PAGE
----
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Visible for several miles from its site beside the main road from Ypres to Bruges, the impressive Canadian Memorial at St. Julien stands like a sentinel over those who died during the heroic stand of Canadians during the first gas attacks of the First World War.”

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This memorial was by far, for me, the most moving of all. It towers over the countryside and the grave sites. It is called “The Brooding Soldier.”

The sculpted figure at the top of this tower of granite is the head and shoulders of a Canadian soldier in his steel helmet. His head is bowed and his hands are resting on the butt of his rifle in the position of “reversed arms”, that is, with the rifle barrel pointing down. The ceremonial custom of reversing the order of things occurs at military funerals and is believed to have been done for the first time at the funeral of the Duke of Marlborough in 1722.”

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This cemetery, the Tyne Cot Cemetery, is the largest Commonwealth War Graves cemetery in the world. It is also the most important reminder of the Battle of Passchendaele from 1917, the third battle of Ypres. Canadian graves are sprinkled throughout, proudly showing the maple leaf on their headstones.

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This is the plaque at the base of the statue.

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A Canadian son died for his country.

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This young man lied, as many did, about his age in order to do his part in defending the Commonwealth. He has the distinction of being the youngest soldier to be buried in this cemetery.

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Lest we forget, young German men were killed too. Far too many were barely 18 years of age. The Nazis filled their heads with the idea of glory in dying for the Motherland. Vladslo Cemetery is one of only four First World War German cemeteries in the Flanders region. In the whole of Belgium there are 13 First and Second World War German military cemeteries.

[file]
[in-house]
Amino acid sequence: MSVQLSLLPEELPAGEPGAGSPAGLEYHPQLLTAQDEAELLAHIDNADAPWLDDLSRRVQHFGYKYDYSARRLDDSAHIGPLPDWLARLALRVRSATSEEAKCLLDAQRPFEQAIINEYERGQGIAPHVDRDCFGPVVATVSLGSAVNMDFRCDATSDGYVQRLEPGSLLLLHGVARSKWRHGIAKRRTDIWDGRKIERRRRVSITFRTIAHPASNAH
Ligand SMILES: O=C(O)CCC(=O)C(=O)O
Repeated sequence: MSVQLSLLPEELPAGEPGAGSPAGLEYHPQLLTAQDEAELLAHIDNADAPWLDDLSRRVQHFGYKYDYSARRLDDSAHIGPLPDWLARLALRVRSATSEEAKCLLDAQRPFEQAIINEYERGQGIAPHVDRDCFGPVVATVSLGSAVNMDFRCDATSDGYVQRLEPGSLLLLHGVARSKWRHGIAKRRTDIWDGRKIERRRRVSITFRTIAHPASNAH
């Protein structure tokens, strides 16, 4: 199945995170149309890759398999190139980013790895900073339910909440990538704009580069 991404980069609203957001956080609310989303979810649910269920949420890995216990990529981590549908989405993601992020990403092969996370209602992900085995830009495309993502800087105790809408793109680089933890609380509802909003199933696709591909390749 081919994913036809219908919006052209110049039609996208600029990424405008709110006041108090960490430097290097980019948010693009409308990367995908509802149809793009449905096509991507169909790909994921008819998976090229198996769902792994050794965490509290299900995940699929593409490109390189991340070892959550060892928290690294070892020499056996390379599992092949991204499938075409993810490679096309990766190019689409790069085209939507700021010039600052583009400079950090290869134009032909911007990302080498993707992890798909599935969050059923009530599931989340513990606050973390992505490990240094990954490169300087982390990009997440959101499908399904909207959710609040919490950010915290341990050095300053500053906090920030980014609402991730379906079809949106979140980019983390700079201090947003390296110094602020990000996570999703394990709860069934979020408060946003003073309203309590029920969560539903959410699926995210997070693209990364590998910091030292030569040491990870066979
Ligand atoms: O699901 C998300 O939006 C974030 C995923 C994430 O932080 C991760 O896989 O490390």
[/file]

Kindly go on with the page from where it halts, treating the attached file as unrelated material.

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“The Vladslo Cemetery also contains a pair of statues – The Grieving Parents – by Kathe Kollwitz, a noted German sculptress. She made the statues in the 1930s as a tribute to her youngest son, Peter, who was killed in October 1914 and is buried in the cemetery. The eyes on the father-figure gaze on the stone directly in front of him, on which Kollwitz’s son’s name is written.”

The statues were originally somewhere else and were set further apart but later were placed in this cemetery as shown. This distance between the statues signifies the parents’ separation in grief, rather than their support of each other.

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And finally we visited the “hospital” (dugouts into the ground with ceilings less than 6 feet, without light) where Canadian doctor John McCrae tended to the many wounded soldiers. It was here that he wrote that famous poem, “In Flanders Field.”

When the world is in chaos, and the news is filled with stories of our inhumanity to others, it’s especially important to understand the need for compromise and peace. Nothing is made clearer than when you visit these war memorials.

I hope you enjoyed this lengthy blog and visit the sites yourself someday.